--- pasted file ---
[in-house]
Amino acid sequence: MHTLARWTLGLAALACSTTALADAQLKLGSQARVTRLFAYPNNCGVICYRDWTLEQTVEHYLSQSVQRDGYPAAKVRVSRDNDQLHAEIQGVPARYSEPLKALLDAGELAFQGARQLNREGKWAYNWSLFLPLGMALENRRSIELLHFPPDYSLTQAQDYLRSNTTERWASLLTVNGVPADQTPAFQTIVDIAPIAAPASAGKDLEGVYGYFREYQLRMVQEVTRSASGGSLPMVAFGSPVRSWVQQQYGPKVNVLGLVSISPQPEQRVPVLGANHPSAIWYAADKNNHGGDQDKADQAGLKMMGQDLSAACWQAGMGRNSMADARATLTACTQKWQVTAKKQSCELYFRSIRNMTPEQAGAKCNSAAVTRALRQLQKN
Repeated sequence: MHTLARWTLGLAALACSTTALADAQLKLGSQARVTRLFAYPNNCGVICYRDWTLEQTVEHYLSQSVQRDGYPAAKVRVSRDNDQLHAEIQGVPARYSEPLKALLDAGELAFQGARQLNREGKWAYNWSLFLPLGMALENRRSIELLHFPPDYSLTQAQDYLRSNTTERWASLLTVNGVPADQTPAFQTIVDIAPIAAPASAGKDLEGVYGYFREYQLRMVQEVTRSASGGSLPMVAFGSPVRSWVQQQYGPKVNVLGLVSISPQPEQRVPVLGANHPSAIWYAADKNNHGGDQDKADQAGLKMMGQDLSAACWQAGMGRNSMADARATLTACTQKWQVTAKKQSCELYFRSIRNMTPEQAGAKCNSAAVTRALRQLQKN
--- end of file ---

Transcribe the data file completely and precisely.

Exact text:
[in-house]
Amino acid sequence: MHTLARWTLGLAALACSTTALADAQLKLGSQARVTRLFAYPNNCGVICYRDWTLEQTVEHYLSQSVQRDGYPAAKVRVSRDNDQLHAEIQGVPARYSEPLKALLDAGELAFQGARQLNREGKWAYNWSLFLPLGMALENRRSIELLHFPPDYSLTQAQDYLRSNTTERWASLLTVNGVPADQTPAFQTIVDIAPIAAPASAGKDLEGVYGYFREYQLRMVQEVTRSASGGSLPMVAFGSPVRSWVQQQYGPKVNVLGLVSISPQPEQRVPVLGANHPSAIWYAADKNNHGGDQDKADQAGLKMMGQDLSAACWQAGMGRNSMADARATLTACTQKWQVTAKKQSCELYFRSIRNMTPEQAGAKCNSAAVTRALRQLQKN
Repeated sequence: MHTLARWTLGLAALACSTTALADAQLKLGSQARVTRLFAYPNNCGVICYRDWTLEQTVEHYLSQSVQRDGYPAAKVRVSRDNDQLHAEIQGVPARYSEPLKALLDAGELAFQGARQLNREGKWAYNWSLFLPLGMALENRRSIELLHFPPDYSLTQAQDYLRSNTTERWASLLTVNGVPADQTPAFQTIVDIAPIAAPASAGKDLEGVYGYFREYQLRMVQEVTRSASGGSLPMVAFGSPVRSWVQQQYGPKVNVLGLVSISPQPEQRVPVLGANHPSAIWYAADKNNHGGDQDKADQAGLKMMGQDLSAACWQAGMGRNSMADARATLTACTQKWQVTAKKQSCELYFRSIRNMTPEQAGAKCNSAAVTRALRQLQKN